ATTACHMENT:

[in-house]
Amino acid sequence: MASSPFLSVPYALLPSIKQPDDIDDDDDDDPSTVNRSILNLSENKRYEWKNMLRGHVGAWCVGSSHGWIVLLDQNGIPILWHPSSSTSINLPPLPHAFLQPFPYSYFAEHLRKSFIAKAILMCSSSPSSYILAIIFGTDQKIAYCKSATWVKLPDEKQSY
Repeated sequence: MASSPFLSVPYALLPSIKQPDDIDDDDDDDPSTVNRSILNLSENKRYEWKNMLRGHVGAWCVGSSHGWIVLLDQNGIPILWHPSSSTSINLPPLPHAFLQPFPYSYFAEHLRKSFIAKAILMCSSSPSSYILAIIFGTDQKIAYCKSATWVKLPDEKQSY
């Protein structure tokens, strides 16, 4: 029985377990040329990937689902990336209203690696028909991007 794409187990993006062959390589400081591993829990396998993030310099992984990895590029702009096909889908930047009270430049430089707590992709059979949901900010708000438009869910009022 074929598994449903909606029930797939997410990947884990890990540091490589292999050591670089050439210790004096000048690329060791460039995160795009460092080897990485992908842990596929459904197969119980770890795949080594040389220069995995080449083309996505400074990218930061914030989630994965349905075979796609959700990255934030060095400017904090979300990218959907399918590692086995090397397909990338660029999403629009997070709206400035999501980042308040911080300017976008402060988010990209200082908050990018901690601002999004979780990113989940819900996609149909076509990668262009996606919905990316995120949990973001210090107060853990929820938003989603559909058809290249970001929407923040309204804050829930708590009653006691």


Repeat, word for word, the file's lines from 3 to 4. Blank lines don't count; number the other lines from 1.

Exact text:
Repeated sequence: MASSPFLSVPYALLPSIKQPDDIDDDDDDDPSTVNRSILNLSENKRYEWKNMLRGHVGAWCVGSSHGWIVLLDQNGIPILWHPSSSTSINLPPLPHAFLQPFPYSYFAEHLRKSFIAKAILMCSSSPSSYILAIIFGTDQKIAYCKSATWVKLPDEKQSY
């Protein structure tokens, strides 16, 4: 029985377990040329990937689902990336209203690696028909991007 794409187990993006062959390589400081591993829990396998993030310099992984990895590029702009096909889908930047009270430049430089707590992709059979949901900010708000438009869910009022 074929598994449903909606029930797939997410990947884990890990540091490589292999050591670089050439210790004096000048690329060791460039995160795009460092080897990485992908842990596929459904197969119980770890795949080594040389220069995995080449083309996505400074990218930061914030989630994965349905075979796609959700990255934030060095400017904090979300990218959907399918590692086995090397397909990338660029999403629009997070709206400035999501980042308040911080300017976008402060988010990209200082908050990018901690601002999004979780990113989940819900996609149909076509990668262009996606919905990316995120949990973001210090107060853990929820938003989603559909058809290249970001929407923040309204804050829930708590009653006691």